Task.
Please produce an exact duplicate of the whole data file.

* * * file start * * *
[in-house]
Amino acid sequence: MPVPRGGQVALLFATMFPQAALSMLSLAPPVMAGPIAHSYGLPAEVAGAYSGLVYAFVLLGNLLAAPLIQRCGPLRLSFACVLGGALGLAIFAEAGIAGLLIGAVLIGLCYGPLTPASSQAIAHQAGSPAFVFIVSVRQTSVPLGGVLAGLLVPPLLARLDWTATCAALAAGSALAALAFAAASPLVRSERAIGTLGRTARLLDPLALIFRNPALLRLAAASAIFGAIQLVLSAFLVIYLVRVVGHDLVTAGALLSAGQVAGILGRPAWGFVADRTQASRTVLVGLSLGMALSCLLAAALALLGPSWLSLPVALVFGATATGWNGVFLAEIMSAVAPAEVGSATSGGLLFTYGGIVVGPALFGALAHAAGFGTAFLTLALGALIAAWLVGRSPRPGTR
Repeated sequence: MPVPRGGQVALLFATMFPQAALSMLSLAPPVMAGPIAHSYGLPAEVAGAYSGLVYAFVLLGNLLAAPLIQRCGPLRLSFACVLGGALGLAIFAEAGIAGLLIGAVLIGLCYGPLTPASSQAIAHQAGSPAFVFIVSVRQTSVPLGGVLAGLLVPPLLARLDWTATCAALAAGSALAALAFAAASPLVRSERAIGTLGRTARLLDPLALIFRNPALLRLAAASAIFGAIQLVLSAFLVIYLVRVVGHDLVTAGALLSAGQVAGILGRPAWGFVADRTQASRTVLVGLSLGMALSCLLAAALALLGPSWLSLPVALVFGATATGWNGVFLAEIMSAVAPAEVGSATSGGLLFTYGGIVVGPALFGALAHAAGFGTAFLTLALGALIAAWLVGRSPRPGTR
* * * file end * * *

[in-house]
Amino acid sequence: MPVPRGGQVALLFATMFPQAALSMLSLAPPVMAGPIAHSYGLPAEVAGAYSGLVYAFVLLGNLLAAPLIQRCGPLRLSFACVLGGALGLAIFAEAGIAGLLIGAVLIGLCYGPLTPASSQAIAHQAGSPAFVFIVSVRQTSVPLGGVLAGLLVPPLLARLDWTATCAALAAGSALAALAFAAASPLVRSERAIGTLGRTARLLDPLALIFRNPALLRLAAASAIFGAIQLVLSAFLVIYLVRVVGHDLVTAGALLSAGQVAGILGRPAWGFVADRTQASRTVLVGLSLGMALSCLLAAALALLGPSWLSLPVALVFGATATGWNGVFLAEIMSAVAPAEVGSATSGGLLFTYGGIVVGPALFGALAHAAGFGTAFLTLALGALIAAWLVGRSPRPGTR
Repeated sequence: MPVPRGGQVALLFATMFPQAALSMLSLAPPVMAGPIAHSYGLPAEVAGAYSGLVYAFVLLGNLLAAPLIQRCGPLRLSFACVLGGALGLAIFAEAGIAGLLIGAVLIGLCYGPLTPASSQAIAHQAGSPAFVFIVSVRQTSVPLGGVLAGLLVPPLLARLDWTATCAALAAGSALAALAFAAASPLVRSERAIGTLGRTARLLDPLALIFRNPALLRLAAASAIFGAIQLVLSAFLVIYLVRVVGHDLVTAGALLSAGQVAGILGRPAWGFVADRTQASRTVLVGLSLGMALSCLLAAALALLGPSWLSLPVALVFGATATGWNGVFLAEIMSAVAPAEVGSATSGGLLFTYGGIVVGPALFGALAHAAGFGTAFLTLALGALIAAWLVGRSPRPGTR